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Difference between LPN and LVN

Difference between LPN and LVN

There is a lot of confusion between LPNs and LVNs, so much so that many people use the terms interchangeably. In reality, there are some distinct differences between the two roles. This blog post will explore those differences and help to clear up any confusion. So, what exactly is the difference between LPNs and LVNs? Let’s take a look.

What is LPN?

LPN is a medical professional who provides care for patients in a variety of settings. LPNs are licensed by their respective state boards of nursing and must complete an accredited LPN program. LPNs work under the supervision of RNs and physicians to provide direct patient care, including taking vital signs, bathing, and dressing patients, and providing emotional support. LPNs also administer medications and injections, start IVs, monitor patients’ progress, and report any changes to the RN or physician. In order to become an LPN, one must possess excellent communication and organizational skills, as well as the ability to remain calm under pressure. LPNs play a vital role in the healthcare team and provide essential care to patients.

What is LVN?

LVN is a title for a licensed practical nurse in the United States. LVNs work under the supervision of registered nurses and doctors. LVNs typically have completed a one-year or two-year program at a community college or technical school. LVNs are responsible for providing basic patient care, such as taking vital signs and bathing. They may also provide more specialized care, such as administering IVs or caring for patients with Alzheimer’s disease. LVNs play an important role in the healthcare system, and their skills are in high demand.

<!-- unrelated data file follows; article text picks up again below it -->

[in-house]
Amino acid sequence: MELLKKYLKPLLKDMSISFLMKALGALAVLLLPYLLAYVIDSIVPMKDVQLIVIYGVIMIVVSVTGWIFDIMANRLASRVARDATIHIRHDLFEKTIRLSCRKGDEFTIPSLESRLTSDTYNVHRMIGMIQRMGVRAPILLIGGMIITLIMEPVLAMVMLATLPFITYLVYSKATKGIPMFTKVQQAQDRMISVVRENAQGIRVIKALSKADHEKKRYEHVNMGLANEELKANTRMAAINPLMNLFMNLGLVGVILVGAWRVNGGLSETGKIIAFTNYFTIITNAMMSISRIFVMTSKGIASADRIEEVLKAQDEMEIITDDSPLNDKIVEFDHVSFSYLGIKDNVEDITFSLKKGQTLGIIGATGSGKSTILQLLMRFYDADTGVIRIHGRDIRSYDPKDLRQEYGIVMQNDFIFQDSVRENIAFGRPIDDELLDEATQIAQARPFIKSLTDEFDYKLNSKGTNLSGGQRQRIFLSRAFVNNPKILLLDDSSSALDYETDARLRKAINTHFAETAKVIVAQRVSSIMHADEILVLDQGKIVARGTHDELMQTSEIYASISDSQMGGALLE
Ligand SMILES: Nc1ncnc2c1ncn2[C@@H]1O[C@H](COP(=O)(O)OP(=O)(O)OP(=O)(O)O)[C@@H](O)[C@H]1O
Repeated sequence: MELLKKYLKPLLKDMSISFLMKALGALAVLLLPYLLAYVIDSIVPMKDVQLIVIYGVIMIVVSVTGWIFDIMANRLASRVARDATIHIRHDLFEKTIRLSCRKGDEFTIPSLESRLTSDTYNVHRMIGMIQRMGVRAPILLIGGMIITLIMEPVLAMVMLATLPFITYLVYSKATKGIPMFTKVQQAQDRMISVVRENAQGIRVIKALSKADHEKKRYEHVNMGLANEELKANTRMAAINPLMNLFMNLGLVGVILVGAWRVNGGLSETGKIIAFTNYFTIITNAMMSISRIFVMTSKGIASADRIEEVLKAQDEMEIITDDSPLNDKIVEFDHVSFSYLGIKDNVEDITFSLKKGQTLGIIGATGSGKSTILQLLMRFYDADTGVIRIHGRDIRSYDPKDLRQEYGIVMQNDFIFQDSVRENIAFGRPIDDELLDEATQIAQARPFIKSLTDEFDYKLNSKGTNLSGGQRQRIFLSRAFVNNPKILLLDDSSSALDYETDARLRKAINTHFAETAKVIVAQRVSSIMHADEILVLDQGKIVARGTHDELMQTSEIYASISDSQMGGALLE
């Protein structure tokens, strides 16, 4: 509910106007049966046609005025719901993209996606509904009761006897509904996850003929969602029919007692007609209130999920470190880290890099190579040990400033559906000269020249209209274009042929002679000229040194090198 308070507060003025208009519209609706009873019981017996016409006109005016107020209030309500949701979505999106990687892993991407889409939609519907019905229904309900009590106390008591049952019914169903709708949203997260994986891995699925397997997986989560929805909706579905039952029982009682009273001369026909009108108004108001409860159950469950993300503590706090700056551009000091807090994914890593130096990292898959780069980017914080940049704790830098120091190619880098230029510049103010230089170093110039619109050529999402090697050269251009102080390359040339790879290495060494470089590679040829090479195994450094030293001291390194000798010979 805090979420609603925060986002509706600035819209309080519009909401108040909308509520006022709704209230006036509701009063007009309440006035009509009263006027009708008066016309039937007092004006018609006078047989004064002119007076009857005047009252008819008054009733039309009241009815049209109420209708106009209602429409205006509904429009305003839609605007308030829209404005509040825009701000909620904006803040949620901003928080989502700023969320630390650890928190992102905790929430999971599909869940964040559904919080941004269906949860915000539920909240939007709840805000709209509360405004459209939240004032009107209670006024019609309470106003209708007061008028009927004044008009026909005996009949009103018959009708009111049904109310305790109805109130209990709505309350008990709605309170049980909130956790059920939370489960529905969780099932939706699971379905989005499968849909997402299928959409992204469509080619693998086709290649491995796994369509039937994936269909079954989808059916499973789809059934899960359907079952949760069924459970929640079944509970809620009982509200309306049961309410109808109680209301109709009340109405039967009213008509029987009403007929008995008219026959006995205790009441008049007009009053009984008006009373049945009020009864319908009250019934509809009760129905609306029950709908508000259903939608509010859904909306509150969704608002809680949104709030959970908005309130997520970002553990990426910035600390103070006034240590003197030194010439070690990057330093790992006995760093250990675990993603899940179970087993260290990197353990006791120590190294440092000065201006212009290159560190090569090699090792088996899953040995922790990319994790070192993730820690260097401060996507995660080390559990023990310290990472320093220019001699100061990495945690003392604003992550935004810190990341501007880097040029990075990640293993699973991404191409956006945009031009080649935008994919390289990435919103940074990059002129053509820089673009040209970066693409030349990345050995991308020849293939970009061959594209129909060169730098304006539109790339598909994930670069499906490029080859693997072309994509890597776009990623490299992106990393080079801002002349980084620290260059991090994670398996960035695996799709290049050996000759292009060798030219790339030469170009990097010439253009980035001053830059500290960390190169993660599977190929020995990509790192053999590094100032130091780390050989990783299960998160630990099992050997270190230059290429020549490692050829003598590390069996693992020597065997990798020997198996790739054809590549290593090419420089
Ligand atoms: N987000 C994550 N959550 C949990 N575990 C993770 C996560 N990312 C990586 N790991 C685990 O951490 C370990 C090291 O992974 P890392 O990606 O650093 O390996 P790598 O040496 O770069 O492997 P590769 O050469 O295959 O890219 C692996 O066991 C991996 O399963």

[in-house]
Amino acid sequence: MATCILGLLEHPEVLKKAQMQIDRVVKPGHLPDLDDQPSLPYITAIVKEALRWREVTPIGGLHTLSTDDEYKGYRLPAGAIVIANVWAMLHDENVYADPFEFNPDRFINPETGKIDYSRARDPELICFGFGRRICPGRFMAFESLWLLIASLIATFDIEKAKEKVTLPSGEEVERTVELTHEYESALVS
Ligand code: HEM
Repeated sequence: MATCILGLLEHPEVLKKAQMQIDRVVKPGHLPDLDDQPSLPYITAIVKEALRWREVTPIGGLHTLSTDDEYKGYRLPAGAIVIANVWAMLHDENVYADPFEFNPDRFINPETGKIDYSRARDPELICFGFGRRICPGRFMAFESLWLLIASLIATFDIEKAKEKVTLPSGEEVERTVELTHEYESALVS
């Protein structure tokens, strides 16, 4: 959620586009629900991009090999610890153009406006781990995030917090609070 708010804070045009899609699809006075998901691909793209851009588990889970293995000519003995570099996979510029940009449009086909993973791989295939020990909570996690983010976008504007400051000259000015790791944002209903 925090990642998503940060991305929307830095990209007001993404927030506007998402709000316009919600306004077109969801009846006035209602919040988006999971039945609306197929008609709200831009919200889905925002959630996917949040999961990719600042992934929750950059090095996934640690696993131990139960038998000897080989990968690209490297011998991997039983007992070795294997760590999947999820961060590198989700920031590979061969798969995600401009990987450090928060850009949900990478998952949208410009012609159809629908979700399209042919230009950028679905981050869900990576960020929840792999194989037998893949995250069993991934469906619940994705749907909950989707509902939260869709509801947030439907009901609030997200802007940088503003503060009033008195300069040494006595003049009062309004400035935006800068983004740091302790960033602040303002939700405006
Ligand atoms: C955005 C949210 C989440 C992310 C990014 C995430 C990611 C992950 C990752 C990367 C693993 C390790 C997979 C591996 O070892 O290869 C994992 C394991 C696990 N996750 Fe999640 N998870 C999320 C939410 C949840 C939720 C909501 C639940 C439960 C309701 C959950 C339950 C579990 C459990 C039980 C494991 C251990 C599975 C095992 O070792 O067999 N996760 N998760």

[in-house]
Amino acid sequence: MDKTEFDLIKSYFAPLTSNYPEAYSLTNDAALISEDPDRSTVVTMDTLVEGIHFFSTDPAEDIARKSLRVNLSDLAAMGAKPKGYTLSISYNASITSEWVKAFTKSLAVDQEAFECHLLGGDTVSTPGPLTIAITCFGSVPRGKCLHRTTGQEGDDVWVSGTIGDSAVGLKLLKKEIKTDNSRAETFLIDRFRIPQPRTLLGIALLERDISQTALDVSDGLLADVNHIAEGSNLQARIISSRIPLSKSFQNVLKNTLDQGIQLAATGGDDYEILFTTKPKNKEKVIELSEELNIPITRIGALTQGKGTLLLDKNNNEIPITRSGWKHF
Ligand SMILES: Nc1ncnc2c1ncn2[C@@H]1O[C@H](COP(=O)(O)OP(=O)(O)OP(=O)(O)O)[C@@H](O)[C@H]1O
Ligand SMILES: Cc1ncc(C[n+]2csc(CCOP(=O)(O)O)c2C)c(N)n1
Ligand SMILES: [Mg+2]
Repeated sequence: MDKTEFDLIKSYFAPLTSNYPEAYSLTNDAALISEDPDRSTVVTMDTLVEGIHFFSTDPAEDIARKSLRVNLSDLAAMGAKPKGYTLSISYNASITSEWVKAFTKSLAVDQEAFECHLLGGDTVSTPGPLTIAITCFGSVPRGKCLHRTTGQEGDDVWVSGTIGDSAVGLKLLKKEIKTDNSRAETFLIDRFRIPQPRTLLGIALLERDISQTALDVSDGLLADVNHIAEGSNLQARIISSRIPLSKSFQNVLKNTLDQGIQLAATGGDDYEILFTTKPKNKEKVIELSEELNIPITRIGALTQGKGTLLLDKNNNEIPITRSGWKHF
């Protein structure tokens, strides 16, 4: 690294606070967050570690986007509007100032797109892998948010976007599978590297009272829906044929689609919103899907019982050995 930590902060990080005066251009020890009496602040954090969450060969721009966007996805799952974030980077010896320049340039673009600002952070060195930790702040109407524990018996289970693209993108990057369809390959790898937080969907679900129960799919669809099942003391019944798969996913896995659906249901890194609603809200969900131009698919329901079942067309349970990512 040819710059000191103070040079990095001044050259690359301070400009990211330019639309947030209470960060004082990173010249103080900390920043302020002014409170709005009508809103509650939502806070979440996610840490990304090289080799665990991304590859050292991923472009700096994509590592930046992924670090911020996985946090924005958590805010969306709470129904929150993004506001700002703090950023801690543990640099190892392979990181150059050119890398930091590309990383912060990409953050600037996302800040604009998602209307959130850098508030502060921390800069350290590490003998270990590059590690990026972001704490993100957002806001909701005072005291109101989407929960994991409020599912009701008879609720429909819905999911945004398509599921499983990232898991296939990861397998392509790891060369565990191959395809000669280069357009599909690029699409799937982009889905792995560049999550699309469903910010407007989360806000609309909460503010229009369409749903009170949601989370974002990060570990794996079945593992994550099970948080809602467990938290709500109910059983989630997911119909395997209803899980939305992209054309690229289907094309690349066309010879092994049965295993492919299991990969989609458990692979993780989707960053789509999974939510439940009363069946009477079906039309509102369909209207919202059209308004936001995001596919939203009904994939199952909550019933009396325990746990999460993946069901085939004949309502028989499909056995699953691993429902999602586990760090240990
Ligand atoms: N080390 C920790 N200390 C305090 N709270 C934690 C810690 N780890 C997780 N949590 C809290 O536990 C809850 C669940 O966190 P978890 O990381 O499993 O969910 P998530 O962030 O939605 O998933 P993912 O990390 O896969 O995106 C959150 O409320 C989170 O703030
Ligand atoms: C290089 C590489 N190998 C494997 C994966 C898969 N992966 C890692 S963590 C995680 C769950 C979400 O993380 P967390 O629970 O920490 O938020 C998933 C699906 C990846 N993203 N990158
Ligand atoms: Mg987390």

Difference between LPN and LVN

LPNs and LVNs are both health care professionals who provide basic patient care. LPNs, or licensed practical nurses, have completed an LPN program, which typically lasts about 12 months. LVNs, or licensed vocational nurses, have completed an LVN program, which typically lasts about 18 months. LPNs and LVNs both take state-administered licensing exams. LPNs typically provide care under the supervision of RNs or doctors, while LVNs typically work under the supervision of RNs. LPNs and LVNs both have the ability to measure and record vital signs, administer injections, change dressings, and provide basic patient care.


Licensed practical nurses and licensed vocational nurses both work in the nursing field, but there are some key differences between the two roles. Both LPNs and LVNs provide basic bedside care to patients, but LVNs may also be able to perform more complex tasks depending on their state’s regulations. If you’re thinking about becoming a nurse and aren’t sure which role is right for you, read on to learn more about the differences between LPNs and LVNs.

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